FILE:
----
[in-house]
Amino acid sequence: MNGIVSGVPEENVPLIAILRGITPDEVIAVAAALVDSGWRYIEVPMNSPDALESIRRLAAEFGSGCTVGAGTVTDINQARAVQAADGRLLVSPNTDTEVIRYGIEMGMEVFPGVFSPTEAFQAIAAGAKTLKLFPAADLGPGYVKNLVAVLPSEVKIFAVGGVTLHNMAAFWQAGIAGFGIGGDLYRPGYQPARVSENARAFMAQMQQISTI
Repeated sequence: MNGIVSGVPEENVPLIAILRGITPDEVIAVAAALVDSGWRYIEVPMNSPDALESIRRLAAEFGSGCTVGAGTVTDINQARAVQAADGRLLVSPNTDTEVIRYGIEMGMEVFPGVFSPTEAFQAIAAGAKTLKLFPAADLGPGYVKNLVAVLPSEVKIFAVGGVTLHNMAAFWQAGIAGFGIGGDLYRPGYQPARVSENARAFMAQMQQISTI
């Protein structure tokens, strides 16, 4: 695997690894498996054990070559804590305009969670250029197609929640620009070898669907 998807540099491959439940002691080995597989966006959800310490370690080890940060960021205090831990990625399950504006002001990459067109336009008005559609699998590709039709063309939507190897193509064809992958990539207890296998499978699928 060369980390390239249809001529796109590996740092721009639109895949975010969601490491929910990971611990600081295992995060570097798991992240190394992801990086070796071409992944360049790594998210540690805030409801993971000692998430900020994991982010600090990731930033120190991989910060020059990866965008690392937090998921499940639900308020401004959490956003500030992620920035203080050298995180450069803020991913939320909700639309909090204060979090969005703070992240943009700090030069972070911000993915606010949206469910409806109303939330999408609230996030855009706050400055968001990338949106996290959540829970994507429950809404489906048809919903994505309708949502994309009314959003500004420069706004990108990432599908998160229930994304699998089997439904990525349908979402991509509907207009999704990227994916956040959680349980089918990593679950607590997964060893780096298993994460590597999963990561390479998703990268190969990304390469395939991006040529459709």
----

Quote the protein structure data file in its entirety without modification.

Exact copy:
[in-house]
Amino acid sequence: MNGIVSGVPEENVPLIAILRGITPDEVIAVAAALVDSGWRYIEVPMNSPDALESIRRLAAEFGSGCTVGAGTVTDINQARAVQAADGRLLVSPNTDTEVIRYGIEMGMEVFPGVFSPTEAFQAIAAGAKTLKLFPAADLGPGYVKNLVAVLPSEVKIFAVGGVTLHNMAAFWQAGIAGFGIGGDLYRPGYQPARVSENARAFMAQMQQISTI
Repeated sequence: MNGIVSGVPEENVPLIAILRGITPDEVIAVAAALVDSGWRYIEVPMNSPDALESIRRLAAEFGSGCTVGAGTVTDINQARAVQAADGRLLVSPNTDTEVIRYGIEMGMEVFPGVFSPTEAFQAIAAGAKTLKLFPAADLGPGYVKNLVAVLPSEVKIFAVGGVTLHNMAAFWQAGIAGFGIGGDLYRPGYQPARVSENARAFMAQMQQISTI
């Protein structure tokens, strides 16, 4: 695997690894498996054990070559804590305009969670250029197609929640620009070898669907 998807540099491959439940002691080995597989966006959800310490370690080890940060960021205090831990990625399950504006002001990459067109336009008005559609699998590709039709063309939507190897193509064809992958990539207890296998499978699928 060369980390390239249809001529796109590996740092721009639109895949975010969601490491929910990971611990600081295992995060570097798991992240190394992801990086070796071409992944360049790594998210540690805030409801993971000692998430900020994991982010600090990731930033120190991989910060020059990866965008690392937090998921499940639900308020401004959490956003500030992620920035203080050298995180450069803020991913939320909700639309909090204060979090969005703070992240943009700090030069972070911000993915606010949206469910409806109303939330999408609230996030855009706050400055968001990338949106996290959540829970994507429950809404489906048809919903994505309708949502994309009314959003500004420069706004990108990432599908998160229930994304699998089997439904990525349908979402991509509907207009999704990227994916956040959680349980089918990593679950607590997964060893780096298993994460590597999963990561390479998703990268190969990304390469395939991006040529459709």